Friday Face/Off: Russell Brand
Tash (likes a man she can beat in a fight):
In a world filled with mumbling Edward-the-sickly-vampires, pop-eyed Dwayne “The Car Is On Fire” Johnson and mysterious-but-silent hence LADS (Captain AmeriBUFF, anyone?) it gladdens my heart that a genuine celebrator of the English language graces the screens of those who need it most: people who go and watch horribly bland rom-coms at the cinema. Like sneakily placing an minute copy of the Oxford English Dictionary inside a Christmas cracker, Russell Brand’s inclusion in a colourful bit of fluff will always ensure that, linguistically at least, our ears will be nourished.
Alice: (defines ‘actors’ as ‘people who can actually act’):
Brand may have linguistic acrobatics available at his tongue tip but that’s not much use when he’s starring in bland rom-coms with scripts written by someone else and the only character he can play is HIMSELF. Somebody found him funny in one film and so he’s already been indulged to the point of saturation. (Two Brand films in the chart at once? Really?) Need proof of this? Check out his ‘Shakespeare acting’ in the Tempest: Trinculo reinvented as Russell-freaking-Brand. Speaking of the OED, look up ‘self-absorbed’ and you’ll find a little picture of the spider-legged comedian, complete with inexcusable hair. Seriously, he and Simon Cowell tie for title of Worst Hair Seen On Inexplicable Crushes.
OK, OK, no he’s not Lawrence Olivier, and perhaps casting him in a Shakespearean epic was never going to end well, but you can’t deny that he adds a effervescent freshness to the same old, sluiced-out American comedy that we’ve come to know as the norm. Perhaps the problem is that you’re purely thinking of him as an actor, rather than a performer, writer and – yes, I’ll say it – modern day philosopher. “To this day, I feel a fierce warmth for women that have the same disregard for the social conventions of sexual protocol as I do. I love it when I meet a woman and her sexuality is dancing across her face, so it’s apparent that all we need to do is nod and find a cupboard.” – How can you be against a man who comes up with the likes of that?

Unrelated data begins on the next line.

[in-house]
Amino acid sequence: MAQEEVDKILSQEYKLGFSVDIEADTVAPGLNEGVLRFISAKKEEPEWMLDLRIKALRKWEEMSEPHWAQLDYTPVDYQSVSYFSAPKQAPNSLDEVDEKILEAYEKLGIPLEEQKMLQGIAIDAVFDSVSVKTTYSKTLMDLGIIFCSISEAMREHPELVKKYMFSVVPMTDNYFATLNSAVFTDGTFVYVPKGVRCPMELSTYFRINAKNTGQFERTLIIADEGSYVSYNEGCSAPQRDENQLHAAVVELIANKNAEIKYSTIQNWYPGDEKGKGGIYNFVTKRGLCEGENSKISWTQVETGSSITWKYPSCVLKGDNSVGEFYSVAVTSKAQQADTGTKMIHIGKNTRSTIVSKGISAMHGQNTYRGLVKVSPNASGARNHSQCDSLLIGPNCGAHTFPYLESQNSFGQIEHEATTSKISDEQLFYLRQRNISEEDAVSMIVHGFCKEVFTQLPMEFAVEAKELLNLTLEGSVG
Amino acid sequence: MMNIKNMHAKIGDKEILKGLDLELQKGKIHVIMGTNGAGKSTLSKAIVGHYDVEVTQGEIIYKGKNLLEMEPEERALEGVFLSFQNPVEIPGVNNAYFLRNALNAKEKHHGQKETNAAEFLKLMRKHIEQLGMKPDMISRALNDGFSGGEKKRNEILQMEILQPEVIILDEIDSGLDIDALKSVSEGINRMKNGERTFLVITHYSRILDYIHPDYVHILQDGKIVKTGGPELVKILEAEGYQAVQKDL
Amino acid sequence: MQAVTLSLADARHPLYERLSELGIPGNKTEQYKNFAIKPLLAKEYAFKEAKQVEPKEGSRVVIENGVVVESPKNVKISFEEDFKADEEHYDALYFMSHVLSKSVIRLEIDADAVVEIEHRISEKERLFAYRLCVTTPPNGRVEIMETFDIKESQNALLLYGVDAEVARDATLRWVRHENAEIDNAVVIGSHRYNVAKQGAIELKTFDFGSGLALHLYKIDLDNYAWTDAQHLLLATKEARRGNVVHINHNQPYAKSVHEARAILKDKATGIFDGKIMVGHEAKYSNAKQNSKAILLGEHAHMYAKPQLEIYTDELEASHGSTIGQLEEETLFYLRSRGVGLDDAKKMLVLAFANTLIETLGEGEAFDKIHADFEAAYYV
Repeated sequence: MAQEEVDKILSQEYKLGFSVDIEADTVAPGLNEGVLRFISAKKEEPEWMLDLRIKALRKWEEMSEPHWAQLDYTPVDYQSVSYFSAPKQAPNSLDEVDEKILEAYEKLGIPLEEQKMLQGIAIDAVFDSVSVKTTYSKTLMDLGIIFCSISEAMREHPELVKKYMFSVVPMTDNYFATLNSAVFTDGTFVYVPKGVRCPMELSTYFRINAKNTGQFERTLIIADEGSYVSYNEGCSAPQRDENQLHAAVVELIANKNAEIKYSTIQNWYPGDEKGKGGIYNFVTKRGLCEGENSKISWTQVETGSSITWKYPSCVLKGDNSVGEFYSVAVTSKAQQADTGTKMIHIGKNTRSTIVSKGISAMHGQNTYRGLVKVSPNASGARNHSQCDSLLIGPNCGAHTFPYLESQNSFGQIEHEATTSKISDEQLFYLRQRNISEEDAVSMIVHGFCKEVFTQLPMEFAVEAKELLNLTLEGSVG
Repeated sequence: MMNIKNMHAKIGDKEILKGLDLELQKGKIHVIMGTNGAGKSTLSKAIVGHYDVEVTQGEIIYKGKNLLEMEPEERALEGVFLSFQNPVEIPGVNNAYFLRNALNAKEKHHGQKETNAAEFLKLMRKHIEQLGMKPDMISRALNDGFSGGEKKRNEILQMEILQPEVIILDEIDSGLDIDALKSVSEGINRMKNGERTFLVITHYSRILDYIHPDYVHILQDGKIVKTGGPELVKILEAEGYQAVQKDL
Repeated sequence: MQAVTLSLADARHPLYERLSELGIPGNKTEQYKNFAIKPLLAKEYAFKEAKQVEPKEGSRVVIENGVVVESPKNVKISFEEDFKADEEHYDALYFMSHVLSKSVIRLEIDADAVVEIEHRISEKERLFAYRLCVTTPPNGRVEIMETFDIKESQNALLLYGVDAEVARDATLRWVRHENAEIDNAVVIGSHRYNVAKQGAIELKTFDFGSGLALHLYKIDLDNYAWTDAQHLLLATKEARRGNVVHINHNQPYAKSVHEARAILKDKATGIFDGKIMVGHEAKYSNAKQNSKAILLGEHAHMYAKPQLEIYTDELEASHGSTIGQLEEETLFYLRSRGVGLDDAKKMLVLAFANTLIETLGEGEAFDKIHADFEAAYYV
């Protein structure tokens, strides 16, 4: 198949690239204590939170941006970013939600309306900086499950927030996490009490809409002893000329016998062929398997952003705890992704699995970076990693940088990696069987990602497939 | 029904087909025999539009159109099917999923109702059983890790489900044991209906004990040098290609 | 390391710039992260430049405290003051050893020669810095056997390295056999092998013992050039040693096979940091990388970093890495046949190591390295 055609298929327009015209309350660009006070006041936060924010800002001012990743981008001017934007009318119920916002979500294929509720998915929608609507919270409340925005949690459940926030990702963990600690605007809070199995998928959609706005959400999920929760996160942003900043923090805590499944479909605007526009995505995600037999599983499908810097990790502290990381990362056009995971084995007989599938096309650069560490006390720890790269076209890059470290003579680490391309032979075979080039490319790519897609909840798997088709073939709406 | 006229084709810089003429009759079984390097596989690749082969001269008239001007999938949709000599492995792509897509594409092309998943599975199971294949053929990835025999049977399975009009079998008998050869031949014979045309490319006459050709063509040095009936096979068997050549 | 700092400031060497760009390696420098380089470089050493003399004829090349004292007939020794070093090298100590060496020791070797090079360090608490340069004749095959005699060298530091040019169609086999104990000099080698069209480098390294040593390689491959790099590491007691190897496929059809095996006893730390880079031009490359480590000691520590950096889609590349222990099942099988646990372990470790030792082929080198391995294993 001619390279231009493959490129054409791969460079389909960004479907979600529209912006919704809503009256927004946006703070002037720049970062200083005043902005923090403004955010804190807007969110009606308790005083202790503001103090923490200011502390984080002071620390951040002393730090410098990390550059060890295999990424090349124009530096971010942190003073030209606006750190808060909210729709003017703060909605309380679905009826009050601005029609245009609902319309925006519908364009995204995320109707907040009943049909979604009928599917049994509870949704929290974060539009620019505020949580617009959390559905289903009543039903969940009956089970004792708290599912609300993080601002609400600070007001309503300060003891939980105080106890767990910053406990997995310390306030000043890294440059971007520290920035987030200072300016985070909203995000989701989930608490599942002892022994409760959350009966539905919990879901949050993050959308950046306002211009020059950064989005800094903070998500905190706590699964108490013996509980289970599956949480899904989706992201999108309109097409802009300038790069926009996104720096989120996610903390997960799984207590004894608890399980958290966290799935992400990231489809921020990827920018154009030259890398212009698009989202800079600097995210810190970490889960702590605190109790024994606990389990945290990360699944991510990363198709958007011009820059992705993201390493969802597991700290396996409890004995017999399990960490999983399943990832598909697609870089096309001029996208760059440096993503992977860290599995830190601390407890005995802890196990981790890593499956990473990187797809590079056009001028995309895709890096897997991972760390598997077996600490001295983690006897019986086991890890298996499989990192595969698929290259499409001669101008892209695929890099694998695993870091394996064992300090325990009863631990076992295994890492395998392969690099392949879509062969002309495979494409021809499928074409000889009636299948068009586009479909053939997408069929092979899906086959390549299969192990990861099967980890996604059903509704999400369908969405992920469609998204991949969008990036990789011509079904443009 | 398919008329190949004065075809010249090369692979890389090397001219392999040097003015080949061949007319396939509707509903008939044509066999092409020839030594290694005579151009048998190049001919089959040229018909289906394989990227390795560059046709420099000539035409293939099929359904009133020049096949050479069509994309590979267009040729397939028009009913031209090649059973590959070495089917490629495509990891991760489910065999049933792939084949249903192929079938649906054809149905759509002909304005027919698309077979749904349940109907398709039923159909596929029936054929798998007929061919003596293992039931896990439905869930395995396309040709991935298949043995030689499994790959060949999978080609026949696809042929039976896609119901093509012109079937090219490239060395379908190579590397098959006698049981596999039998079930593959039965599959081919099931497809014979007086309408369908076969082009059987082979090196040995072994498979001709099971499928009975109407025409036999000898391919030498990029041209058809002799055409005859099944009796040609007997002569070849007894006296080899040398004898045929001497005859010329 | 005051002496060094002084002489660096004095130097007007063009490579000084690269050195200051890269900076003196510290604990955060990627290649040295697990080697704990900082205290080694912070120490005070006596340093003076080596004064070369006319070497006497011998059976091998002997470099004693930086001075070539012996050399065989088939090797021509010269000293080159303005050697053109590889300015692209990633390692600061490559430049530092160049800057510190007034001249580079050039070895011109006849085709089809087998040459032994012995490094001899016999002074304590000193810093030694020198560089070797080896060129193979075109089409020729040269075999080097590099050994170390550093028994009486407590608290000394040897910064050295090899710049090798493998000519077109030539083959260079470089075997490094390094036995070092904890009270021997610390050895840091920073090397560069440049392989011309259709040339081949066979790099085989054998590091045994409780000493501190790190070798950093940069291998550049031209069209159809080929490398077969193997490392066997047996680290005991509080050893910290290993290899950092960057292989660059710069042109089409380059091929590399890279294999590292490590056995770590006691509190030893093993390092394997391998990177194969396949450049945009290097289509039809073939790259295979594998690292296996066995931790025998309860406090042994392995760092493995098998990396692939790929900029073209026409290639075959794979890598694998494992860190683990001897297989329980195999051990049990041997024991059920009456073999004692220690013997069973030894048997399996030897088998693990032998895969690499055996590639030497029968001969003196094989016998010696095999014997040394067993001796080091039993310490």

Hmmm, all good in theory – but didn’t he claim to have a sex addiction? At which point this quote is less free love and more ‘me love’ at any cost. And I feel Brand should claim responsibility for the recent overuse of the term ‘sex addict’ – I am in no way claiming it’s not a disorder, but there’s the danger of it being used as an excuse for men and women who just like to objectify. Another word on over-saturation: do we really need two autobiographies from him at the age of 36? Also, I just do not understand the sex appeal. Please explain how you can find such a limp, gangly vegetable of a man who backcombs his ragged hair, has a strange voice and finds himself hilarious physically attractive. Plus the crude radio antics and the public tomfoolery. Give me dignity in a man anytime.
No, no no, it’s not about what the quote represents, it’s just his self-evident love of words that gets me going! And anyway, there’s nothing like a good pigeon-chest on a man, just ask any randy pigeon. Look, OK, so his performances aren’t going to change the world, and he’s made some fairly unpleasant life choices that don’t need to be brought up here (SACHSGATE), but surely his championing of fun-loving intellectualism means he’s worth a couple more mediocre flicks?
Re-read to what you just wrote, “a couple more mediocre flicks” – why should we have to put up with mind-numbing background noise just so that by comparison Russell Brand looks like a modern-day Plato? we should be trying to push ALL standards up, not just be thankful that someone with a pointy chin is making stupid people look even stupider.
He does make them look really, really stupid though.